We add because if we simply subtract |A| and |B| from |P|, we end up subtracting the intersection twice, and so need to counteract this to obtain an accurate value.

Similarly, if we wish to know how many people like neither anchovies nor books nor carpet, this is the size of the intersection of the complements of A, B, and C; that is, . Again applying De Morgan’s Law, this is equal to , which, assuming we also know |C|, is equal to

Here we add the sizes of the pairwise intersections of sets for the same reason as in the previous paragraph, but in doing so overshoot on ; the size of this subset has been subtracted three times from |P| and then added back three times with , , and . Thus we need to subtract one last time to obtain an accurate value.

In general, let P be the set of all people in our population and let be a finite collection of subsets of P containing people who like thing i. Then, following the pattern and assuming we know the sizes of P and of every finite intersection of sets , the number of people who like none of the things should be equal to

This is in direct correlation with the result outlined in the blog post (where ), suggesting a relationship between multiplication of probabilities and intersection of sets.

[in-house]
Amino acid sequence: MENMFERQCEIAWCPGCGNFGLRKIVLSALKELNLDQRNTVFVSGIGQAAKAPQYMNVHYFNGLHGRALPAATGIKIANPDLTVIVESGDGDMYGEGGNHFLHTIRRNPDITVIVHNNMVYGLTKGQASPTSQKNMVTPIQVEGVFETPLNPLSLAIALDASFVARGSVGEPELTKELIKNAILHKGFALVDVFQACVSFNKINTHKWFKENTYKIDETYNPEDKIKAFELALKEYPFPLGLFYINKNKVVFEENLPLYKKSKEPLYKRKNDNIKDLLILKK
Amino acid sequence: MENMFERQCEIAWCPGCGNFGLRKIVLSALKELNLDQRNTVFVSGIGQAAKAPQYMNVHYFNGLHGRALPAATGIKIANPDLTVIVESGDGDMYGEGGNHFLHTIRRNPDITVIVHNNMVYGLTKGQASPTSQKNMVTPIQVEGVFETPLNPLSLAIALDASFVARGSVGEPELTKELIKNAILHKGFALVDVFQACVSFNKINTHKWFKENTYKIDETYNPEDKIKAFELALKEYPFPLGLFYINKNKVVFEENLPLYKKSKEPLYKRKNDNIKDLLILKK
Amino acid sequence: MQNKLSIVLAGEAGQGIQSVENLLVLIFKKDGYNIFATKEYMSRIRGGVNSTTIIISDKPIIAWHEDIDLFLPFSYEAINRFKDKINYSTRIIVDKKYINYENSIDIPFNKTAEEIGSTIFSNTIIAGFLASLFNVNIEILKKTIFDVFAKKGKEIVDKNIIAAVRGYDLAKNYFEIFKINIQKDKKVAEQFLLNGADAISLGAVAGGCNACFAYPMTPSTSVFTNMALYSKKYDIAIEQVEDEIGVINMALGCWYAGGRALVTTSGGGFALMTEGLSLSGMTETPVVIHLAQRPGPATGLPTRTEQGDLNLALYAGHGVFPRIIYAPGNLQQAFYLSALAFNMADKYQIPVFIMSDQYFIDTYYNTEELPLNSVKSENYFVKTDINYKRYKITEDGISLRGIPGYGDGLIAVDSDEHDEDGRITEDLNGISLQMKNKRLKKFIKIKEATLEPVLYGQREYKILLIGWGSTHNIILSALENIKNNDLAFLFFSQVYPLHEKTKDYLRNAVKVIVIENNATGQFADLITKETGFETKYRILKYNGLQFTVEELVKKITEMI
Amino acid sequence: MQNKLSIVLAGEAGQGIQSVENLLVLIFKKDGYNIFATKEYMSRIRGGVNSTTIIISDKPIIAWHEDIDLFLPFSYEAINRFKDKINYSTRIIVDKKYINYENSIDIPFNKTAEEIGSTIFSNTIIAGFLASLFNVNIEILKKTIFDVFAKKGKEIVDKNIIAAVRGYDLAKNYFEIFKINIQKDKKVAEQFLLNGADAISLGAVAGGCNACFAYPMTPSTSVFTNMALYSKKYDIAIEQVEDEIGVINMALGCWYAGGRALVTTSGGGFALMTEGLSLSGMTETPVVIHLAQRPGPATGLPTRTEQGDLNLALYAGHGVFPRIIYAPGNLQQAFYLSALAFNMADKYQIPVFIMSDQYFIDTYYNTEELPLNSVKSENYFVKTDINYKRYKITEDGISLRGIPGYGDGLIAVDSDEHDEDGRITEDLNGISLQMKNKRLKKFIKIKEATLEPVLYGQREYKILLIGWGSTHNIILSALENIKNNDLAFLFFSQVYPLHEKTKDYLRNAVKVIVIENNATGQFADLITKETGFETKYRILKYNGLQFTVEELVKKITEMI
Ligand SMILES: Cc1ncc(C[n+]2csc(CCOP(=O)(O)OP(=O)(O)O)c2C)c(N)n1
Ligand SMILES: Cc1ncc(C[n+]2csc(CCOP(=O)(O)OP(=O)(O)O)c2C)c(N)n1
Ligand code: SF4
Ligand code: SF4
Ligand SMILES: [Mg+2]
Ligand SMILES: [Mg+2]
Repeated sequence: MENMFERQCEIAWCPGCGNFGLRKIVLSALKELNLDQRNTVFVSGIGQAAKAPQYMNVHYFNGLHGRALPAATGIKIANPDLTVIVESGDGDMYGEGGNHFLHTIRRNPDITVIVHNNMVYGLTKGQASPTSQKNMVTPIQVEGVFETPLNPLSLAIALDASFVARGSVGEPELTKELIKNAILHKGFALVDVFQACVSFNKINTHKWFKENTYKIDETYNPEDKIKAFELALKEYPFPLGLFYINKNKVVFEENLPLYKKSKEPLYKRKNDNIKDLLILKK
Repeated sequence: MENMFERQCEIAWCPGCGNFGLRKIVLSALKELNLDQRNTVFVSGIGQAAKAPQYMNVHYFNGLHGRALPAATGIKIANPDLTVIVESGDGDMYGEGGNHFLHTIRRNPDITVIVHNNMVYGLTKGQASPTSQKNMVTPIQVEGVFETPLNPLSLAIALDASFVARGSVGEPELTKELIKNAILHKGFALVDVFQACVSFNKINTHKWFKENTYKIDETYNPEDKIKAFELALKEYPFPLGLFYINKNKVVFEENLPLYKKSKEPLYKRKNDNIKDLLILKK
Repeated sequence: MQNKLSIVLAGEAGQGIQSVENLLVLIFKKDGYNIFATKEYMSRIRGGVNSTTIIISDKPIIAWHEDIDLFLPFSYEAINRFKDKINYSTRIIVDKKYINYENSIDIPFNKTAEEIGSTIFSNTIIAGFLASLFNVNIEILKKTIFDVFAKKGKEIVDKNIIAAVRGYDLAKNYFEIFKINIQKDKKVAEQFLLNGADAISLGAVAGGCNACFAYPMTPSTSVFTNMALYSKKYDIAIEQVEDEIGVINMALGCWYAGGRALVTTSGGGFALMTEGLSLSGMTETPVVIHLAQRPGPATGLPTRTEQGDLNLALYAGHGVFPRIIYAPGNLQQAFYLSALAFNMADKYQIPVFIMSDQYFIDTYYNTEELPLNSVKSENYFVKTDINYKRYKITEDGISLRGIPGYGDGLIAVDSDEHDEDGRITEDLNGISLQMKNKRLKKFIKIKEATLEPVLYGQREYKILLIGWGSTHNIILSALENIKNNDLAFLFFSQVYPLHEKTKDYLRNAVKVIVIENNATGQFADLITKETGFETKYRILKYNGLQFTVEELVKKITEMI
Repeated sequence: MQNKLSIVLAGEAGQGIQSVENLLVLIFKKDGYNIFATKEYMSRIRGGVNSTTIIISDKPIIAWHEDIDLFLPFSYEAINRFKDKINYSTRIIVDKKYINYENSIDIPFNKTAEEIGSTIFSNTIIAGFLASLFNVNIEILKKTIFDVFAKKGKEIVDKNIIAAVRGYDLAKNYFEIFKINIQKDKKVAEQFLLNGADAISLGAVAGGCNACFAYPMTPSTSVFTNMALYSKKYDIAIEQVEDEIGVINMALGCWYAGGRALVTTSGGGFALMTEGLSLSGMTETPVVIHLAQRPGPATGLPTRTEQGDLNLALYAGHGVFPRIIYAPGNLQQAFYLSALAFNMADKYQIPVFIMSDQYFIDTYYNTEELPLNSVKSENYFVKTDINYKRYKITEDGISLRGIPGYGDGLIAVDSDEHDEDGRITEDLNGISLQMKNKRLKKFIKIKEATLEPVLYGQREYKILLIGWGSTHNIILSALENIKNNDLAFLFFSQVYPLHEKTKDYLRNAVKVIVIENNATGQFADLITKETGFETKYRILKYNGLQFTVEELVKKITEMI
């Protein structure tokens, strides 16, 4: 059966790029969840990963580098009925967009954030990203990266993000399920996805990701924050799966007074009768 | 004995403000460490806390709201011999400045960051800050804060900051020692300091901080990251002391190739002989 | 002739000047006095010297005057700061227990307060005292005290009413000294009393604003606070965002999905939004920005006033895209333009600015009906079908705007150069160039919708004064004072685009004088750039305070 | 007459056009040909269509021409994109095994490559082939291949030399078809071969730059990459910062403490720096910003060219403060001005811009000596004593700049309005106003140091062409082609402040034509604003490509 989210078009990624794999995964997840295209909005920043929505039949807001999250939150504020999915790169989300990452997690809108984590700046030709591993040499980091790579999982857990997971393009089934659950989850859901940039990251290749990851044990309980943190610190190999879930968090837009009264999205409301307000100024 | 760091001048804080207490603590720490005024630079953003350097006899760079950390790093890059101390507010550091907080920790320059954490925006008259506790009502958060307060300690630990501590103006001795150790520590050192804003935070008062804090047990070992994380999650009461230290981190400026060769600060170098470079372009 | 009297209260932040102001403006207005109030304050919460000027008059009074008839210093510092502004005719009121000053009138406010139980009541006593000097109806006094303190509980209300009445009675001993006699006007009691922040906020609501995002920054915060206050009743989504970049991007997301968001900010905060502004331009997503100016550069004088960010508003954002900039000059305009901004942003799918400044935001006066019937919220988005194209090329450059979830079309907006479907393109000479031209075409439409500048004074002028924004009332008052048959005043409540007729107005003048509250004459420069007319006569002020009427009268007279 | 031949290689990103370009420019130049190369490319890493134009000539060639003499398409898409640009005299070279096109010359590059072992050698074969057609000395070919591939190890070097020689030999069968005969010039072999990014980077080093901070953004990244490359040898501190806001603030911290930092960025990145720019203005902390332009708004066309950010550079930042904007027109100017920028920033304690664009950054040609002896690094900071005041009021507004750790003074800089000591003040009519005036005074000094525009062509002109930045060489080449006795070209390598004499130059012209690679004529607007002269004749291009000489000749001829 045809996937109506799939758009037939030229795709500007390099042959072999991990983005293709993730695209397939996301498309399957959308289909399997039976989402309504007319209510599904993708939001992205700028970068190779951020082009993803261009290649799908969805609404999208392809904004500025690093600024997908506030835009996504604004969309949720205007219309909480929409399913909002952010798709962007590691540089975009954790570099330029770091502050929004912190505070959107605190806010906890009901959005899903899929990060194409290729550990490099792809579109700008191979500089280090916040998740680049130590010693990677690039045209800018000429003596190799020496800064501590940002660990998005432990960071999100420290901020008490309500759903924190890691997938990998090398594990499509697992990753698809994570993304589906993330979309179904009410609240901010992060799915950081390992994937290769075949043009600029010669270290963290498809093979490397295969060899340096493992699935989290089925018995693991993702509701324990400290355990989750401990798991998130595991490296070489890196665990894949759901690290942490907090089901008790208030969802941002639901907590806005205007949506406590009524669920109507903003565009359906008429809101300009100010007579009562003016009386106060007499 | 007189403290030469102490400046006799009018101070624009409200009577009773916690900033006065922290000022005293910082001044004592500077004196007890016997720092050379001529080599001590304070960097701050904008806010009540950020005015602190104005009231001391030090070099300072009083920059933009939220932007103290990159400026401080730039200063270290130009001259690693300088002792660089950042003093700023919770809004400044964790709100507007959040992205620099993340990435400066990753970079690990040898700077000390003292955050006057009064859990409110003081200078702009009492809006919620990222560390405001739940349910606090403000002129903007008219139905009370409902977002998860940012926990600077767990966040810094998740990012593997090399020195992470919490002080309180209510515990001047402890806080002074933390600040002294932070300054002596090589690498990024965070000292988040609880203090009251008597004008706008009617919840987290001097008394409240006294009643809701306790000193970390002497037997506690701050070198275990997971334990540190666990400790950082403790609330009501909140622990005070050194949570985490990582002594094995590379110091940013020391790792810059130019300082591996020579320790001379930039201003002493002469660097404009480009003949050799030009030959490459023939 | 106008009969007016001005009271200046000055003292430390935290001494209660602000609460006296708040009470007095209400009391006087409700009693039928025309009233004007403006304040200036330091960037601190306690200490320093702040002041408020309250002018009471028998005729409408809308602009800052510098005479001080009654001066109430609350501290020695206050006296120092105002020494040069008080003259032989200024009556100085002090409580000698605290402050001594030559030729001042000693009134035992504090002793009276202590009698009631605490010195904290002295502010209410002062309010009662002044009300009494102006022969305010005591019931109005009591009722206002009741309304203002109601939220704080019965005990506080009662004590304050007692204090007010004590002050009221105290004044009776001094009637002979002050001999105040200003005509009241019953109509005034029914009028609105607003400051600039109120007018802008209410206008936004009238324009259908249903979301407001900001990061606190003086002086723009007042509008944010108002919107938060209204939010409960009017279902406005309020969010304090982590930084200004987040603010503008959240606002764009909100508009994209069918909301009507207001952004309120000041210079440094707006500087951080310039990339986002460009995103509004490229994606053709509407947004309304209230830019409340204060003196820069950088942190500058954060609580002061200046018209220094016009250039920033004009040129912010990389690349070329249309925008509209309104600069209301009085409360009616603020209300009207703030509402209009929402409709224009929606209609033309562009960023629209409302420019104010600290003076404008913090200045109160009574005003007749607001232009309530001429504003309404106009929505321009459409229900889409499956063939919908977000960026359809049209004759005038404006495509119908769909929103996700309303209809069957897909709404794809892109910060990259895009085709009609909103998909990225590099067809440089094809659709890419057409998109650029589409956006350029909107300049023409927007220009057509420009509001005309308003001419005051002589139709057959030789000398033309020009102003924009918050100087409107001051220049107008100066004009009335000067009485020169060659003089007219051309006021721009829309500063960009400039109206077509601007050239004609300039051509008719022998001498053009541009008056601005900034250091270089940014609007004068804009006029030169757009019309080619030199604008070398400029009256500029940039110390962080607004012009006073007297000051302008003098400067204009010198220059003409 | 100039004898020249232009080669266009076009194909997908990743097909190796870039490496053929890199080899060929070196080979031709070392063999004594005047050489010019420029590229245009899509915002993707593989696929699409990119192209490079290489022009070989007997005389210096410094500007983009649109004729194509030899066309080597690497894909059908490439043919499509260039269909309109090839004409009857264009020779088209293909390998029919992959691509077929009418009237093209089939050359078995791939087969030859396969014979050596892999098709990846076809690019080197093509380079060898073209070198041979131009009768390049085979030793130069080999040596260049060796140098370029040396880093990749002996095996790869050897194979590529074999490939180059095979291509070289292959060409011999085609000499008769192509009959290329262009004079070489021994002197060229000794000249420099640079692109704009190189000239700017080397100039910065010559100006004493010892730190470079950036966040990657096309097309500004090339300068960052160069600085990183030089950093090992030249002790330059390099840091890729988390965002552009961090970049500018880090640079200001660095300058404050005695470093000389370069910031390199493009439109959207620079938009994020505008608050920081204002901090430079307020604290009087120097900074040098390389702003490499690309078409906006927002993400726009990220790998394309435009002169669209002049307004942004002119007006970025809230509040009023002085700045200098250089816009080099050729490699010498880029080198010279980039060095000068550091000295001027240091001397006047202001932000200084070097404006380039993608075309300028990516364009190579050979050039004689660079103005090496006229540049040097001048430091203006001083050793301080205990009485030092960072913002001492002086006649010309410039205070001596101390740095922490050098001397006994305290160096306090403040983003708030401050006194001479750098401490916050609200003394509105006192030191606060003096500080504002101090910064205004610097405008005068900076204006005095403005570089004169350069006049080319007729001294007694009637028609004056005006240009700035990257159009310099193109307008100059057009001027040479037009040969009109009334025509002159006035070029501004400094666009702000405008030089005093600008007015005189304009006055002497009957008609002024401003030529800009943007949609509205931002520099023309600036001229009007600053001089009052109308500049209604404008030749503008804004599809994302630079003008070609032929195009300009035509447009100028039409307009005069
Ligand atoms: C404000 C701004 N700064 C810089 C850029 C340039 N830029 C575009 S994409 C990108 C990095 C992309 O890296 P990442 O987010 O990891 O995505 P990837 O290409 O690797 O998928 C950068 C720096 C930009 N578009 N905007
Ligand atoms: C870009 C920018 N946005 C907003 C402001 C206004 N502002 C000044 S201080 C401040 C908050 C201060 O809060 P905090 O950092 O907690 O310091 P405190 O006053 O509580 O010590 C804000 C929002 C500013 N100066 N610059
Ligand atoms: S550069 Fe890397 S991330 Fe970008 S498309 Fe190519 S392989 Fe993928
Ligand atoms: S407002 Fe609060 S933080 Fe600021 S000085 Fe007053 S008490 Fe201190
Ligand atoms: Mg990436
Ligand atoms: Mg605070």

]]>The number of people who like neither anchovies, books, nor carpets would be P – (|A $\cap C| + |B $\cap C| + |A $\cap B $\cap C|).

The number of people who do not like any of the enumerated things considered, which we can call n could be denoted by: P – (|A_1 $\cap A_2| + |A_2 $\cap A_3| + |A_3 $\cap A_4| + …|A_n-1 $\cap A_n| + |A_1 $\cap A_2 $\cap A_3 $\cap A_4…$\cap A_n). |

]]>The probability of a random person not liking any of the three aforementioned things would be: (1-a)*(1-b)*(1-c).

The generalization for four, five or more independent probabilities for a person not liking any of the things would be (1-a)*(1-b)*(1-c)*(1-d) for four things, (1-a)*(1-b)*(1-c)*(1-d)*(1-e) for five things, and for more n things would be (1-a_1)*(1-a_2)*…(1-a_n).

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